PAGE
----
lucy willis palette
Source: Light in Watercolor by Lucy Willis and Sally Bulgin. Watson-Guptill, 1997. © 1997 Lucy Willis.

14 : cadmium lemon (PY37), cadmium yellow (PY35), yellow ochre (PY43), cadmium yellow deep (PY35), cadmium red (PR108), alizarin crimson (? PR83), dioxazine violet (PV23), ultramarine blue (PB29), iron [prussian] blue (PB27), cobalt blue (PB28), cerulean blue (PB35), sap green [hue], ivory black (PBk9), chinese white (PW4) • The Willis palette is a good example of an "extended" split "primary" palette, instructive because it shows how the mixing limitations of that palette can remain even after you add more paints.

The close doubling of the reds, yellows and blues is the signature of the split "primary" palette. Willis in fact chooses four yellow paints in total, three of them cadmium yellows, shunning a more evely spaced selection of paints (including an orange and scarlet) across the warm hue range. Both reds are rather dark.

The closely spaced yellows reorient the effective warm/cool contrast to run between yellow and middle blue. The duplication along this mixing line of two unsaturated colors — yellow ochre and prussian blue — suggests that the palette is implicitly shifted toward a complementary color scheme, with middle yellow and middle blue as the key complementary pair. (Note the balance of analogous blue and yellow hues around those two colors.) This is consistent with a definition of the warm/cool color contrast as lying between yellow and blue rather than scarlet and cyan.

Crossing this yellow/blue axis is a weaker red vs. green contrast: fewer paints are needed because the red green antagonism is so potent. The single moderately saturated and dark green, the convenience mixture sap green, also contains a substantial amount of "yellow" color, and it is approximately as dull as alizarin crimson (which is of course a fugitive pigment and a serious defect in a professional palette).

The cadmium red provides a saturated but relatively dark red, with results in relatively dark, dull scarlet and orange mixtures with cadmium yellow deep. Muted with black or ochre, these produce the handsome range of tawny colors on display in the demonstration painting. For this reason, all the "essential" earth colors (including the seemingly indispensible burnt sienna) are dispensed with. Instead, muted yellows, oranges or reds are mixed directly from the cadmium red and cadmium lemon yellow, darkened as needed with a touch of sap green or the marginally lightfast dioxazine violet.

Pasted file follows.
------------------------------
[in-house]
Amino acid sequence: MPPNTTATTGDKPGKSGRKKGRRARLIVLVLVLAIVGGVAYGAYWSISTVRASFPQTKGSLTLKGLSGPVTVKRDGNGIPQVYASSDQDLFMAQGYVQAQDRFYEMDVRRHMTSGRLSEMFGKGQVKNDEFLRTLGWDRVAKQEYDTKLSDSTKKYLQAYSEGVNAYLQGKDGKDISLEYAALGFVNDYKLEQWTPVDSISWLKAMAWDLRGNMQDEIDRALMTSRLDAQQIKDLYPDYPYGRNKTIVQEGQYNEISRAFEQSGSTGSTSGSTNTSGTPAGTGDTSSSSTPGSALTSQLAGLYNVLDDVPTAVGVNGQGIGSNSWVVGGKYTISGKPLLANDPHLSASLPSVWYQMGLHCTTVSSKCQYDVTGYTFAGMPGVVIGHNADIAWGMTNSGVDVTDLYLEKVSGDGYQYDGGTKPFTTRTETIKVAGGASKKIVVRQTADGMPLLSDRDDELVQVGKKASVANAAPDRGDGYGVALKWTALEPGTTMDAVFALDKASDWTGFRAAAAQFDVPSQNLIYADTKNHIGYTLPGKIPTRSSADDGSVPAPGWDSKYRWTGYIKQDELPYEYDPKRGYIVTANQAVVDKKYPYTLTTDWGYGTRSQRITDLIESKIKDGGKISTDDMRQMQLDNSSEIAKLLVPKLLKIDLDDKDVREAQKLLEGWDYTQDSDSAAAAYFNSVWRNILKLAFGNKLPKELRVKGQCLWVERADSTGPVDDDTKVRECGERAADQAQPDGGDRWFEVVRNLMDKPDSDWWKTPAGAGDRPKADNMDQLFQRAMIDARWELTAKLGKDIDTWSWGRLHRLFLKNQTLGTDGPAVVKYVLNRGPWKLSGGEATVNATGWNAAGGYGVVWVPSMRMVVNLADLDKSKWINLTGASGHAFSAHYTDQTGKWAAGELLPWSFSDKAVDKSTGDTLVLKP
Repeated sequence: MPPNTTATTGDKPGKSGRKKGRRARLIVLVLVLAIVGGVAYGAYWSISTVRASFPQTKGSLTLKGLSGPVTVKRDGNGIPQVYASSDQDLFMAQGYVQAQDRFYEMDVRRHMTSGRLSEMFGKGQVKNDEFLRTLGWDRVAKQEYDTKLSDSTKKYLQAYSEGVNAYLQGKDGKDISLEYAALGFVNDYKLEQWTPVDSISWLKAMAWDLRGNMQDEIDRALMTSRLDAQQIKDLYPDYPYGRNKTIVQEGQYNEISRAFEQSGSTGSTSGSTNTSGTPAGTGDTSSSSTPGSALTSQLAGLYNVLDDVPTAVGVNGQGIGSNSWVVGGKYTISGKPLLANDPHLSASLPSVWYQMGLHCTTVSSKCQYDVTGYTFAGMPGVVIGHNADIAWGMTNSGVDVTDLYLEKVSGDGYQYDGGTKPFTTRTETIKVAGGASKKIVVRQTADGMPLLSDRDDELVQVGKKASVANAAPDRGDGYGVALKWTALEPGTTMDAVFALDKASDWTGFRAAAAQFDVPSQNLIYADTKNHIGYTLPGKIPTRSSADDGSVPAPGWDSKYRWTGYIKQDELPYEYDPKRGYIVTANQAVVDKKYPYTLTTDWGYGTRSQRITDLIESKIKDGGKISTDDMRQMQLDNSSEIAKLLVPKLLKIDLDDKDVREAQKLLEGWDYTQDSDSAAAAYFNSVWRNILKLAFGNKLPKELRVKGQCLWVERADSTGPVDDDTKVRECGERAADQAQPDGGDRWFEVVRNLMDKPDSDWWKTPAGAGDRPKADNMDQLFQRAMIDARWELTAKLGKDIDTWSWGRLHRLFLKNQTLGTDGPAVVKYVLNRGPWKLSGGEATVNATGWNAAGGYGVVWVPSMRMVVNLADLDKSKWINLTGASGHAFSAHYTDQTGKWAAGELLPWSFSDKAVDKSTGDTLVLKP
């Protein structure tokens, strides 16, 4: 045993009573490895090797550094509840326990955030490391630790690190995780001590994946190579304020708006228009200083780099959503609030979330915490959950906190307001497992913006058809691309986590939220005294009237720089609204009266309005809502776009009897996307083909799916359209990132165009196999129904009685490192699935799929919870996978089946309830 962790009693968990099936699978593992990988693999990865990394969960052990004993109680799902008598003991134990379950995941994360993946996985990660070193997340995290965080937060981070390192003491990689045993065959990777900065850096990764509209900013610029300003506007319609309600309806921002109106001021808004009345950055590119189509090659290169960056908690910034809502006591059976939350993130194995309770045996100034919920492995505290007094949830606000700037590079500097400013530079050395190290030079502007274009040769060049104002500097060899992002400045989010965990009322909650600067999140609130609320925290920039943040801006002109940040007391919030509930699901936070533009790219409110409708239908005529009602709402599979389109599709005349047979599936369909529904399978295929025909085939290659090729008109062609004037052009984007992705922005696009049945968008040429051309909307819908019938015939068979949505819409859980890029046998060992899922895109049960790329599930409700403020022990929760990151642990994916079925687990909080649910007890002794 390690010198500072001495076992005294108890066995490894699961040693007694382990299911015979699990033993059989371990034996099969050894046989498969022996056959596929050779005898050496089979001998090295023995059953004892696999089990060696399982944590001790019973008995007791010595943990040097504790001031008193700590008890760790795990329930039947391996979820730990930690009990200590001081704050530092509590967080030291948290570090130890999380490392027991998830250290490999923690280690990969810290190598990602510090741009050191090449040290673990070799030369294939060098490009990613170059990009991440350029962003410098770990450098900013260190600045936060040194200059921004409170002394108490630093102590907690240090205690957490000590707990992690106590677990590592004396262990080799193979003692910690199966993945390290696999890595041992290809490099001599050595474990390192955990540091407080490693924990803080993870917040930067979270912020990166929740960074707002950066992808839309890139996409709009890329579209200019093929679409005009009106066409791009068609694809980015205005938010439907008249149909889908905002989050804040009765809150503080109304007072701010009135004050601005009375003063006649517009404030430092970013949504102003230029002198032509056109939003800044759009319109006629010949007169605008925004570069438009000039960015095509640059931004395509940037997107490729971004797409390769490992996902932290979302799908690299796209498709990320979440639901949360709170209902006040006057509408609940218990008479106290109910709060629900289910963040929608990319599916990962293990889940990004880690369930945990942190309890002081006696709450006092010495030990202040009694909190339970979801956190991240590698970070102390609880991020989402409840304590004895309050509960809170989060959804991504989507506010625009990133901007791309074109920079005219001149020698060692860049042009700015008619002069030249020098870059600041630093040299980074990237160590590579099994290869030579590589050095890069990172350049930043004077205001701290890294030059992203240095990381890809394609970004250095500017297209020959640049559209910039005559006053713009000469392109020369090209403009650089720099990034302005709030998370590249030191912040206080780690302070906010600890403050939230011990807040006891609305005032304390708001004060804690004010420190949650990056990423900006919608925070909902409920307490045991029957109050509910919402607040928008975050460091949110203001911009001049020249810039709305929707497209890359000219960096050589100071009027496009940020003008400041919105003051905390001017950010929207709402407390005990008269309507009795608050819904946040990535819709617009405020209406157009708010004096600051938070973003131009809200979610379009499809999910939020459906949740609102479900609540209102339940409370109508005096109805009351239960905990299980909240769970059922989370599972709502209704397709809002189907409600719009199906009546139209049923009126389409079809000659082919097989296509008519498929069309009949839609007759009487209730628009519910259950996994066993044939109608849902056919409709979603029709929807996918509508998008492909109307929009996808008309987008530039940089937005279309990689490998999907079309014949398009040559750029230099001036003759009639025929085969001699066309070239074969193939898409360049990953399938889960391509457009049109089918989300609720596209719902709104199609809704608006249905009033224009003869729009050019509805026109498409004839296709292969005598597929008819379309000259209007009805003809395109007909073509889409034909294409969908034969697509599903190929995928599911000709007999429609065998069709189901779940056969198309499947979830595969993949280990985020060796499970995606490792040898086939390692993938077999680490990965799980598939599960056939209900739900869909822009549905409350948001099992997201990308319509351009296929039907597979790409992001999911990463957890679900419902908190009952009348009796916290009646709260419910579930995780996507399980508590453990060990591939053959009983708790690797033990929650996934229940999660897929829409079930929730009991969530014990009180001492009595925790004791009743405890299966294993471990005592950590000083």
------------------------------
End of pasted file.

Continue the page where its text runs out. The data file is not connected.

These somewhat muted warm mixtures provide a better color balance with the wide selection of purple, blue violet, blue and cyan blue paints, and gives Willis a landscape light with a slightly cool or blue bias (because the oranges are dulled and the blues are brightened). This is characteristic of the idea of daylight as containing a bluish tint. This is visible in the demonstration painting as the relatively dull warm hues, the chromatic shadow purples, and the rather dull foliage sap green (which is clearly duller than the tube color), which would be dulled and darkened by predominantly blue illumination. The overall effect is of intense daylight illumination.

Willis's choice of blues — ultramarine blue, iron blue, cobalt blue and cerulean blue — is conservative. She avoids the phthalo blues, probably out of dislike of their high tinting strength and tendency to stain the paper, or because she fears they will "stain" or dull the cadmium paints. The selected blues provide a wide range of pigment textures, and in most brands of watercolors they lift easily. Cadmium red makes dull mixtures with all these blues, and alizarin crimson makes dull violets, so the rose to violet side of the color space is brightened by dioxazine violet (used in the shadows of the demonstration painting).

The emphasis on light also requires care in the handling of the value structure of lighted and shadowed areas, and for this reason Willis includes both a black and a white paint in her palette. Willis does not use scraping, lifting or resist (maskoid) to reserve her whites. Chinese white is used primarily to make corrections or insert highlights in the finished painting; the more opaque and lightfast titanium white, PW6 might be a cooler and more suitable choice. Ivory black is used to tone down colors and to provide a centered dark value; it can also create a lot of color variety when mixed with dark dioxazine violet, sap green, prussian blue, alizarin crimson and yellow ochre.

Willis handles these complexities well in the way she mixes and applies these paints, getting the value and texture correct on the first attempt (because overpainting or fussing will produce an opaque "mud"). This is a "master palette" that demands quite a lot of skill with mixing and brushwork to be effective. The lesson is that palettes are not just a selection of paints for color mixing, but also a selection of paints that works best with certain techniques for applying paint to paper.